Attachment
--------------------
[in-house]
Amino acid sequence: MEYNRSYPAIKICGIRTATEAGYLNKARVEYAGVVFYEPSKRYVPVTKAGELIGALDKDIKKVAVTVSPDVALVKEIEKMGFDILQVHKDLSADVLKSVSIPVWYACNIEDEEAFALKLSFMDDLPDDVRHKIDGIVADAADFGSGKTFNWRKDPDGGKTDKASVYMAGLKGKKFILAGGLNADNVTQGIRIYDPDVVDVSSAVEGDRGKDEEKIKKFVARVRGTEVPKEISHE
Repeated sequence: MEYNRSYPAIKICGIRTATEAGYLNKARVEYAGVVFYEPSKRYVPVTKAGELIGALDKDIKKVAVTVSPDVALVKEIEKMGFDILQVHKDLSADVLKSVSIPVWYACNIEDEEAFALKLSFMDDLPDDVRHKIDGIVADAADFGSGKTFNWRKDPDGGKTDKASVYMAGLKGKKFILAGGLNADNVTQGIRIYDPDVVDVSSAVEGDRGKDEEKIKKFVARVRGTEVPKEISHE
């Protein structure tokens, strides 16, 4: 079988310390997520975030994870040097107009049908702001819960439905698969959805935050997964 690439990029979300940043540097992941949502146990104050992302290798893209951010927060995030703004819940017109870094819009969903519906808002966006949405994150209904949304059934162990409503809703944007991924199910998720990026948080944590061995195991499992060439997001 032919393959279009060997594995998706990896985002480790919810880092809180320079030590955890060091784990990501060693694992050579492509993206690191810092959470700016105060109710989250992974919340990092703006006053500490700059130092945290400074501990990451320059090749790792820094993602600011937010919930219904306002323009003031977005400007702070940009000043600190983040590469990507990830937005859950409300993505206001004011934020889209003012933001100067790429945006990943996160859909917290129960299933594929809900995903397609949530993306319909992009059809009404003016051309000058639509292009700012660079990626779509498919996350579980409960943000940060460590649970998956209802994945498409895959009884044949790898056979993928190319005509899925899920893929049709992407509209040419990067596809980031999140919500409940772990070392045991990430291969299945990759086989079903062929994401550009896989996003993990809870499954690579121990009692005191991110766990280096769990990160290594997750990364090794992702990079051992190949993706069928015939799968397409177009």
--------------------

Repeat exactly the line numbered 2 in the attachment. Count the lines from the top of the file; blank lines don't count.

Amino acid sequence: MEYNRSYPAIKICGIRTATEAGYLNKARVEYAGVVFYEPSKRYVPVTKAGELIGALDKDIKKVAVTVSPDVALVKEIEKMGFDILQVHKDLSADVLKSVSIPVWYACNIEDEEAFALKLSFMDDLPDDVRHKIDGIVADAADFGSGKTFNWRKDPDGGKTDKASVYMAGLKGKKFILAGGLNADNVTQGIRIYDPDVVDVSSAVEGDRGKDEEKIKKFVARVRGTEVPKEISHE